Approached this week by a reporter who asked for the particulars of his most recent winning effort, Sims craftily cited the preseason victory over Kansas City Aug. 27. Nice try, but no, that didn't count. Sims then said he couldn't remember.
"It's not fun," Sims confirmed. "You don't play the game to lose, you play the game to win."
Someone wondered whether Sims felt a difference in the atmosphere here, with a team that has suffered only one losing season in the past 11. He said it wasn't as if everyone in Detroit sat around expecting to lose all the time.
"To be honest with you, while I was in Detroit, the confidence level was there," Sims said. "All the right things were there, it was just that we didn't do the right things we had to do to win the ballgame. We made too many mistakes. But as far as the confidence level and the attitude, I thought all of those were in place."
Sims, whose physical play in training camp sometimes drifted over the line, asserted that, as he takes the field for his first meaningful game in his new home, he will not roam the field headhunting.
"Of course, we want to go out there and be physical, we want to fly around, we want to punish people, pretty much hit people in the mouth and everything, but at the end of the day, you've got to do your job," Sims said. "You can hit people all you want, but if you don't do your job, you're going to get beat."
Oh, yeah, that game
The Eagles last played the Packers on Sept.9, 2007, at Lambeau Field, the first NFL game for quarterback Kevin Kolb and tight end Brent Celek. Both said yesterday they remembered the historic setting more than anything else.
"I remember it was a lot like a college atmosphere," said Kolb, who also recalled he was the No. 2 to Donovan McNabb that day, not No. 3, because A.J. Feeley had suffered a broken finger in the preseason. "I was pretty focused."
Celek said he remembered "Brett Favre running out of the tunnel."
Eagles fans have a few more pungent memories from the 16-13, season-opening loss. When pushed, Kolb and Celek allowed they recalled that stuff, too, they just didn't want to dwell on it as they prepare to face Green Bay again.
As the game story in the next day's Daily News noted, it was a game that put the "special" in special teams. The Birds lost to a Packers team that averaged 2.7 yards per rush, 3.7 yards per pass attempt, and did not come close to scoring an offensive touchdown.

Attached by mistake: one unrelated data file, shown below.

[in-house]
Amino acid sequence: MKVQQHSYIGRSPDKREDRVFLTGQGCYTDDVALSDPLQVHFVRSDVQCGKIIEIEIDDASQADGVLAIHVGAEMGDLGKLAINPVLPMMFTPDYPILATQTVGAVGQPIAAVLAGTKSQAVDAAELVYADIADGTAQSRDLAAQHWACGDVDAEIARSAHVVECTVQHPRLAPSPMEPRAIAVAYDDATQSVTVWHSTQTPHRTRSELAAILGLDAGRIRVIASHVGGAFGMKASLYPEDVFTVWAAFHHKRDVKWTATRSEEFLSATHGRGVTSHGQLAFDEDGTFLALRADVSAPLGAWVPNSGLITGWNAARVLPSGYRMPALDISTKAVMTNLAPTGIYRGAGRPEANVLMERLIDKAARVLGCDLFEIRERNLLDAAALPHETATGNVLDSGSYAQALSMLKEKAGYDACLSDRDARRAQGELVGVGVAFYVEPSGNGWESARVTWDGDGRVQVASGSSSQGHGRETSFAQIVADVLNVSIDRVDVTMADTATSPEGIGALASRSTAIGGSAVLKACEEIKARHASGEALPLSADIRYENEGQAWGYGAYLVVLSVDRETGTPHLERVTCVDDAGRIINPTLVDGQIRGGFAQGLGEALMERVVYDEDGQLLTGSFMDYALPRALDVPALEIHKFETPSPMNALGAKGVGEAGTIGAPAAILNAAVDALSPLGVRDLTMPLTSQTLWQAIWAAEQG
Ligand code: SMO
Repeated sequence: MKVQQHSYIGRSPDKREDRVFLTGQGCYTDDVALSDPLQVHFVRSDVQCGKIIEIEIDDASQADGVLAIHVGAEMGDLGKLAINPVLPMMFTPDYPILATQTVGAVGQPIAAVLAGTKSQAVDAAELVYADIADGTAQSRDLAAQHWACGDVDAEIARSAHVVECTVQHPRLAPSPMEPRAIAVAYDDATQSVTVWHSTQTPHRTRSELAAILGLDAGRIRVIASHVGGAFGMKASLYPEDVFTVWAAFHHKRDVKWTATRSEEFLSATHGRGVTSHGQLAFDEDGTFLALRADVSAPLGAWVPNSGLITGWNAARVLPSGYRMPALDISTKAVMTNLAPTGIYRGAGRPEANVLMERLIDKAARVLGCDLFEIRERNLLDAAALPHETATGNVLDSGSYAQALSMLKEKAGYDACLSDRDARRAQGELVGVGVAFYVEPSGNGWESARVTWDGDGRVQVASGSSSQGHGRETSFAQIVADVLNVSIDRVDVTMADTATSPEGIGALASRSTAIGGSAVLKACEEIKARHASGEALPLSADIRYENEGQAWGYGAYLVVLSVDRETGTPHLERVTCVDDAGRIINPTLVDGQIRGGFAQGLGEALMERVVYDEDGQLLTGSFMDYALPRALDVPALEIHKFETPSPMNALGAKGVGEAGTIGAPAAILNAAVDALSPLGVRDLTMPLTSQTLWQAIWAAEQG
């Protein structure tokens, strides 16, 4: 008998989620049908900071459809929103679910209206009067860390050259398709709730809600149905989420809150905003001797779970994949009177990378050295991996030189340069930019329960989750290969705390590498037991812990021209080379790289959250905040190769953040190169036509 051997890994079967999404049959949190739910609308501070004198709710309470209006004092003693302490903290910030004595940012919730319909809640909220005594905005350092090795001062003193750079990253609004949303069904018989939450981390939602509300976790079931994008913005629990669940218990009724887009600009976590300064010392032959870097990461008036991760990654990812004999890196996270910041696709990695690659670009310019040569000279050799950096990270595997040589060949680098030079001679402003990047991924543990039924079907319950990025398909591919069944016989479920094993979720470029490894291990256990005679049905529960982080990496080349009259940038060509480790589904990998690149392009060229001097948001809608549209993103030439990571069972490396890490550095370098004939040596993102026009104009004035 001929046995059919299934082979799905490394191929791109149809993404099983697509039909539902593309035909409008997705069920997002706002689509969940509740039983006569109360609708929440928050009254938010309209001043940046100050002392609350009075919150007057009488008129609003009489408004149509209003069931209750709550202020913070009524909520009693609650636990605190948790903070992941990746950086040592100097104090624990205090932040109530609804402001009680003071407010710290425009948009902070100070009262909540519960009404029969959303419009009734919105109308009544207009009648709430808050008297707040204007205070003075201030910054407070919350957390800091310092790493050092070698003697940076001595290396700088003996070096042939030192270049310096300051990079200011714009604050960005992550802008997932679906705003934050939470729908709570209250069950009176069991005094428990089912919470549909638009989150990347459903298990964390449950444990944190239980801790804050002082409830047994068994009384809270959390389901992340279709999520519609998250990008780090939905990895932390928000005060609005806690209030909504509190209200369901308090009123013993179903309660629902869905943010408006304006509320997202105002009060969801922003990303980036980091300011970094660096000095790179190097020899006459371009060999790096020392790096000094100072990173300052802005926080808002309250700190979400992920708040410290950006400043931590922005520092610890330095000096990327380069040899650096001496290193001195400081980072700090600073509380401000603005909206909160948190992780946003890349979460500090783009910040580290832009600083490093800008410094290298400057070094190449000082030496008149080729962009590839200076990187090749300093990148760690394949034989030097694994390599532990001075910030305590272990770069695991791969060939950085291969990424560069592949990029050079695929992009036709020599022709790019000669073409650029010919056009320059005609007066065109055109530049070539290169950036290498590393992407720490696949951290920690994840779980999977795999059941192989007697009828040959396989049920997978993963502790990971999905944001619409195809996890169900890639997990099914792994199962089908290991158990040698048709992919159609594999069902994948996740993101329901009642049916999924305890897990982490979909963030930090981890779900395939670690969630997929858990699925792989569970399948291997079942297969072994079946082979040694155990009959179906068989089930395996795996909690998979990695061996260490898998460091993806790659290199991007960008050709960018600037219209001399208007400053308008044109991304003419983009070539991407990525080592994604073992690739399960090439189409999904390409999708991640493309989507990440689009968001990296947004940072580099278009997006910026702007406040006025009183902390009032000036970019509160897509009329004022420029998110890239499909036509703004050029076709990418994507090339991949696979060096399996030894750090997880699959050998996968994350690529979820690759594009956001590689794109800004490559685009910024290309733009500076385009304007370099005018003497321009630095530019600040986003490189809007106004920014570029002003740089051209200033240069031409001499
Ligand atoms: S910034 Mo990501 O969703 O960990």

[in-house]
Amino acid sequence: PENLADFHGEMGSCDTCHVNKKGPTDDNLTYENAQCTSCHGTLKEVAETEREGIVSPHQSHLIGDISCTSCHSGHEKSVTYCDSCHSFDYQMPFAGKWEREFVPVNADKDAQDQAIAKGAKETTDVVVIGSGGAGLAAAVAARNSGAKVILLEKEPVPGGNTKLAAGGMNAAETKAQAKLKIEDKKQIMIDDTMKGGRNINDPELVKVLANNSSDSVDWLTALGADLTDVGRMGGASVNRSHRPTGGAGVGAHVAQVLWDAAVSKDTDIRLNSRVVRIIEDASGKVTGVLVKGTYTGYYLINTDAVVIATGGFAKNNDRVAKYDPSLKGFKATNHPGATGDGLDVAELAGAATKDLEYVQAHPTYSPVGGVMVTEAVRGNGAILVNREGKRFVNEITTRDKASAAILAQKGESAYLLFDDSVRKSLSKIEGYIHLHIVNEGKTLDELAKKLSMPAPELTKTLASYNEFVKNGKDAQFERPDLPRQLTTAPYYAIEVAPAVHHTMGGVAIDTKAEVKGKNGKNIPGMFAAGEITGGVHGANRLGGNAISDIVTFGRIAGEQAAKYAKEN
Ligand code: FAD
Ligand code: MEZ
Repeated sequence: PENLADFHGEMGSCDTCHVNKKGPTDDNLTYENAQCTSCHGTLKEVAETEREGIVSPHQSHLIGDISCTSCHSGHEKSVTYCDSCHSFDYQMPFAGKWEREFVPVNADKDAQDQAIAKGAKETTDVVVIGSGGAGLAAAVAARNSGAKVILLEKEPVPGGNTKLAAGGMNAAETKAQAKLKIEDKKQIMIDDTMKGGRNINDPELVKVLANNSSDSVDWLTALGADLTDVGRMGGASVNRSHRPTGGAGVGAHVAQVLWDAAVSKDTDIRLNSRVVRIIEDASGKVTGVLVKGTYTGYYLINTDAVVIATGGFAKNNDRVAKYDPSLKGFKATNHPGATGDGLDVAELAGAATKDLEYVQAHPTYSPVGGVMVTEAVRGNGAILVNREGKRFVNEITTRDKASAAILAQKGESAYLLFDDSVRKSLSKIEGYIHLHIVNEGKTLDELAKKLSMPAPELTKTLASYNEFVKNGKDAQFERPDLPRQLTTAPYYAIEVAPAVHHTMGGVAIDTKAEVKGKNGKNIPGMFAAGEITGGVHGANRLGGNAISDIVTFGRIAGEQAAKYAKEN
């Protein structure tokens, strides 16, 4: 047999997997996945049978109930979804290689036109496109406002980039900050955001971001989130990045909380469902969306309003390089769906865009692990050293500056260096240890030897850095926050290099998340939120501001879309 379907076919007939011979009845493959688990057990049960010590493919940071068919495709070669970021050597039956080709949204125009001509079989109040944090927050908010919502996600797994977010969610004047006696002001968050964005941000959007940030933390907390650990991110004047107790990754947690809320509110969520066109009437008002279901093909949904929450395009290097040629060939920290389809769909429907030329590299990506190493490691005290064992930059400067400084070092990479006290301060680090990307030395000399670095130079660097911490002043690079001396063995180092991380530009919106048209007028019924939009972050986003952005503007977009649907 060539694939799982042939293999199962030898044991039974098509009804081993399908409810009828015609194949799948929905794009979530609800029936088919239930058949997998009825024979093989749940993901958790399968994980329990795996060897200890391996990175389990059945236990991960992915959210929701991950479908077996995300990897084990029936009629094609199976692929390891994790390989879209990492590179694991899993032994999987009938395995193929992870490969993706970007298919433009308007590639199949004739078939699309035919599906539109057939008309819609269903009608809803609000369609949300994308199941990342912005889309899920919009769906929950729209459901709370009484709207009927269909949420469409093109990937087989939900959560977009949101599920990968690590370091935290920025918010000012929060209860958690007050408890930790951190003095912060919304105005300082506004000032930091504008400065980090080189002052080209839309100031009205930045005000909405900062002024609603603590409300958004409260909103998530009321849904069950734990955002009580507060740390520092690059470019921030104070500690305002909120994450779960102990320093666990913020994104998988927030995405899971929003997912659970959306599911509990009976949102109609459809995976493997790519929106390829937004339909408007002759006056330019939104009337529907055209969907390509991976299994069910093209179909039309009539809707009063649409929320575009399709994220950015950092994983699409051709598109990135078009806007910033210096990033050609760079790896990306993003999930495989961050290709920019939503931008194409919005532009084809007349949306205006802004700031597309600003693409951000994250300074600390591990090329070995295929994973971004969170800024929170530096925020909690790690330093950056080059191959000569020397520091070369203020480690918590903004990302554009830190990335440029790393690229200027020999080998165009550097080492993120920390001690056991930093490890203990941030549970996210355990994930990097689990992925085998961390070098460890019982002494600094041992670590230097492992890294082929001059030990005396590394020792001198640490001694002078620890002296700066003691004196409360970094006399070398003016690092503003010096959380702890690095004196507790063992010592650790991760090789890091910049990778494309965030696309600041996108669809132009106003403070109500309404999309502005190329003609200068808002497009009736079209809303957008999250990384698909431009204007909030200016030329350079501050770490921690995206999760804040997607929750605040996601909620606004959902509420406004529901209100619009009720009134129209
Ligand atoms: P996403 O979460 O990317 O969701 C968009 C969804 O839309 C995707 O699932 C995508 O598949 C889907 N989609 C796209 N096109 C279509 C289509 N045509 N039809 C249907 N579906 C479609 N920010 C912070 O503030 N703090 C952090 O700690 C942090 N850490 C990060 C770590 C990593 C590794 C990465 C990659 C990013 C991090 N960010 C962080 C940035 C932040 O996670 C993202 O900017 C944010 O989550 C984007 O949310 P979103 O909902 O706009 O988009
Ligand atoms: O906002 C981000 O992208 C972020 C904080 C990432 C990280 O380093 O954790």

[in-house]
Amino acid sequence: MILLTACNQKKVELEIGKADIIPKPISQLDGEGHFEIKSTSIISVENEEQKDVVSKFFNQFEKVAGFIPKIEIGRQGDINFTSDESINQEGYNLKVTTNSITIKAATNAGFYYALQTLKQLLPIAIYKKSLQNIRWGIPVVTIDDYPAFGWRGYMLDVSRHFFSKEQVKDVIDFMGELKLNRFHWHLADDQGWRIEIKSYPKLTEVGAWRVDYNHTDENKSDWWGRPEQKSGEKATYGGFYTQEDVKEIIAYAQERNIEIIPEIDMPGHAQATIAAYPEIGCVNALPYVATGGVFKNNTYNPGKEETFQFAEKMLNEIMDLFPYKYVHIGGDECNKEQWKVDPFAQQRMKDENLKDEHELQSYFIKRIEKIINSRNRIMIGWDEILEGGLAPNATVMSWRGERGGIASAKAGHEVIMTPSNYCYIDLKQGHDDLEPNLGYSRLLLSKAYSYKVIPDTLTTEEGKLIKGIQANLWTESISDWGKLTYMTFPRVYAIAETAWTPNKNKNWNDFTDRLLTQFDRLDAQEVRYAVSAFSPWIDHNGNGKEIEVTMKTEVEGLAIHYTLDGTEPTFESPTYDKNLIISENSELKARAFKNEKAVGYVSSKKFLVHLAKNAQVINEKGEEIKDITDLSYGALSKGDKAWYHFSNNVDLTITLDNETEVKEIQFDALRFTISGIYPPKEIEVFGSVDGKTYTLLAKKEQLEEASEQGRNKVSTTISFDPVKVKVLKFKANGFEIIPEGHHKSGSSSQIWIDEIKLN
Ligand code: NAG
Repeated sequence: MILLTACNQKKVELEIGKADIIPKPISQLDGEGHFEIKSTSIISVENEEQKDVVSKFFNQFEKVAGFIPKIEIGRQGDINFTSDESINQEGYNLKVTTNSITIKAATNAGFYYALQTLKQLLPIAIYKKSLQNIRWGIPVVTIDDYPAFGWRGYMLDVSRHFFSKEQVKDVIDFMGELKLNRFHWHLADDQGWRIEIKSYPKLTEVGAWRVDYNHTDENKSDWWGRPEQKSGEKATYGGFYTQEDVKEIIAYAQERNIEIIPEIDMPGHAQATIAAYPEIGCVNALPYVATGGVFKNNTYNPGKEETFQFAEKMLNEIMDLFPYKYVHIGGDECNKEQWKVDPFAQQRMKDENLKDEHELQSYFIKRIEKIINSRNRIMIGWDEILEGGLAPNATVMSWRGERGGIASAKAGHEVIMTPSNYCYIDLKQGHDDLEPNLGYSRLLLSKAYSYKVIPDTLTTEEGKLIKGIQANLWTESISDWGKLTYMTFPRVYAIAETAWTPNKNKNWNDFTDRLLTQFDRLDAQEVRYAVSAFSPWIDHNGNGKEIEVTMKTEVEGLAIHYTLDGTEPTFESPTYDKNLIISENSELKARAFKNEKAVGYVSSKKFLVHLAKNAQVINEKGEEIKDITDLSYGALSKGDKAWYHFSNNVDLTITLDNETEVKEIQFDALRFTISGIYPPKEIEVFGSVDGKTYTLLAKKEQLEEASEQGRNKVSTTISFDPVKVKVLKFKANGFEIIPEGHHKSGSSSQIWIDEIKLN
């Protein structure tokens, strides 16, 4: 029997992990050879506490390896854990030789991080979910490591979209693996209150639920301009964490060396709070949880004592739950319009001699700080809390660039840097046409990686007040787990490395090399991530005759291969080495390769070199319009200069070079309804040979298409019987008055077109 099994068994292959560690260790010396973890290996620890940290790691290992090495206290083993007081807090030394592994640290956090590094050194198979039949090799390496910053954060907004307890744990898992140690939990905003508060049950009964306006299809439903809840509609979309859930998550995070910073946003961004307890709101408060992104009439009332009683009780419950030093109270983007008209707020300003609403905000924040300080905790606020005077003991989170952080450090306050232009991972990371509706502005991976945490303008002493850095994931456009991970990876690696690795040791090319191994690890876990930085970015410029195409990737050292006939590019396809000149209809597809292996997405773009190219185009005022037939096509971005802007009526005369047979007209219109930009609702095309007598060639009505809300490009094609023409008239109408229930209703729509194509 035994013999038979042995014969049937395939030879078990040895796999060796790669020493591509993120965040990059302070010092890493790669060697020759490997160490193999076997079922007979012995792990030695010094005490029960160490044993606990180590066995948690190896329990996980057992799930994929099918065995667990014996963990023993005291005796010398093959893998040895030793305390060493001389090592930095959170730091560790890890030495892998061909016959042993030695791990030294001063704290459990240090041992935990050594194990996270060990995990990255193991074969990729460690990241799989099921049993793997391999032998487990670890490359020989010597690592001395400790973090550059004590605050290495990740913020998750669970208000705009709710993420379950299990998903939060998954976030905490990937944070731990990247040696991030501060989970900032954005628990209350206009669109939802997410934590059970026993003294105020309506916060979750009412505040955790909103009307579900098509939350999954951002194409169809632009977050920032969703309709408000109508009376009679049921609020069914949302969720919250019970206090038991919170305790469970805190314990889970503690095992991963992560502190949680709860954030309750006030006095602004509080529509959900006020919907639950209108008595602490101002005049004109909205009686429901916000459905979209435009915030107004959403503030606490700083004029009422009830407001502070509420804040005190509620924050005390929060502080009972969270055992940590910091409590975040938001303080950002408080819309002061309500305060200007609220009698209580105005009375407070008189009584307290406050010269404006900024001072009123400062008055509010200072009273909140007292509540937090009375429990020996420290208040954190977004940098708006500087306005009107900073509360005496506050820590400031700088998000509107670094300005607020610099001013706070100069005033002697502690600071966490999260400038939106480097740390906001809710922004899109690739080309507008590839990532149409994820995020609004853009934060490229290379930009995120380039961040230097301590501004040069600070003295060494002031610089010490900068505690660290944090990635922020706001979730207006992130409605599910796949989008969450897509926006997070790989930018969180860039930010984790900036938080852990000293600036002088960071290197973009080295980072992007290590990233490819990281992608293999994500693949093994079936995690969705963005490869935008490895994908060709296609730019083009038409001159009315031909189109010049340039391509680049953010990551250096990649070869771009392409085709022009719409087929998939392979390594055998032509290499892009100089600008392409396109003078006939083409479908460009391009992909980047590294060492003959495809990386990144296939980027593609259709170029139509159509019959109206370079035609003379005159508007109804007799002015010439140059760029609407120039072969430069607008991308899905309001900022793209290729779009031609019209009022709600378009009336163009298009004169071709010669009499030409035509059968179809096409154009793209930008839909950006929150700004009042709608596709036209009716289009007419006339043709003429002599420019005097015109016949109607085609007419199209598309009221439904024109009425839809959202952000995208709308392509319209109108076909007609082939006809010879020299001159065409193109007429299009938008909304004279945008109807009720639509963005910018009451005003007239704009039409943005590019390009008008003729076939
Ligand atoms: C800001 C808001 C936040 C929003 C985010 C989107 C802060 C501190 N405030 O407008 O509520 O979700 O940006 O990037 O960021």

This happened because the Eagles spent the preseason grooming returner Jeremy Bloom, then cut him, with no viable alternative. Then-first year special-teams coordinator Rory Segrest tapped Greg Lewis to be the punt returner. Lewis muffed his first catch, and future Eagle Tracy White recovered in the end zone for the only Packers touchdown of the day. Later, Lewis ran into blocker Jason Avant while fielding a punt, and unwisely threw himself onto a short punt that didn't need to be fielded. This led to Segrest trotting out kick returner J.R. Reed for punts, even though Reed, like Lewis, had no recent punt experience.
With the score tied at 13 and a little more than a minute left in regulation, Reed muffed a fair catch and the Packers recovered, setting up Mason Crosby's 42-yard game-winning field goal.
The Eagles were the better team that day in just about every statistical category, yet the Packers, in Favre's final Green Bay season, went on to a 13-3 record and a berth in the NFC Championship Game. The Eagles began a seasonlong pattern of shooting themselves in the foot; they wound up 8-8 and out of the playoffs.
"Opening games do matter," Kolb said, when reminded of how 2007 unfolded in both cities.
Trying to click with Vick
The sense in the preseason was that the Eagles intend to continue last year's shuffling in and out of backup quarterback Michael Vick for certain situations they deem favorable matchups. But if you take out Kevin Kolb for a snap, say, in the red zone, aren't you messing with Kolb's settling into the position, not to mention the stats he'll be judged on as he takes over the reins from Donovan McNabb?
"I understand the question [but] I really don't get into all that," coach Andy Reid said yesterday. "I don't care [about the stats]. Obviously, I care about the quality of play, just like Kevin does, and that's the important thing. And the ability to lead that offensive unit . . . I don't know if Michael will play a play, but if he's in there, I expect him to play that play like he's in charge, and then Kevin likewise, with the other plays that he's in."
Vick said he doesn't have a great feel for how much action he might see tomorrow. He said he expects it will be like last season, with an extensive package of plays in the game plan for him, then situations determining how much of that package gets used.
Andy Reid seemed reluctant to comment on the Eagles' being completely healthy for the opener, lest he jinx his team . . . Kevin Kolb said what he took out of New Orleans' season-opening Thursday night victory over Minnesota was that "first games are always a little bit crazy, and nobody is really settled in yet" . . . Reid might have just been striving for the old competitive advantage, but he demurred when asked to confirm that DeSean Jackson will return punts and Ellis Hobbs kicks (though Jackson said Thursday he would be the punt returner). Reid said he might go with Jorrick Calvin, the corner-returner the Birds picked up from the Cardinals last week. "I'm debating on that right now," Reid said. Calvin said he had no idea if he would be up or down. Hobbs said that he wasn't sure either, that there had been "a lot of heavy rotation" among the returners this week. *
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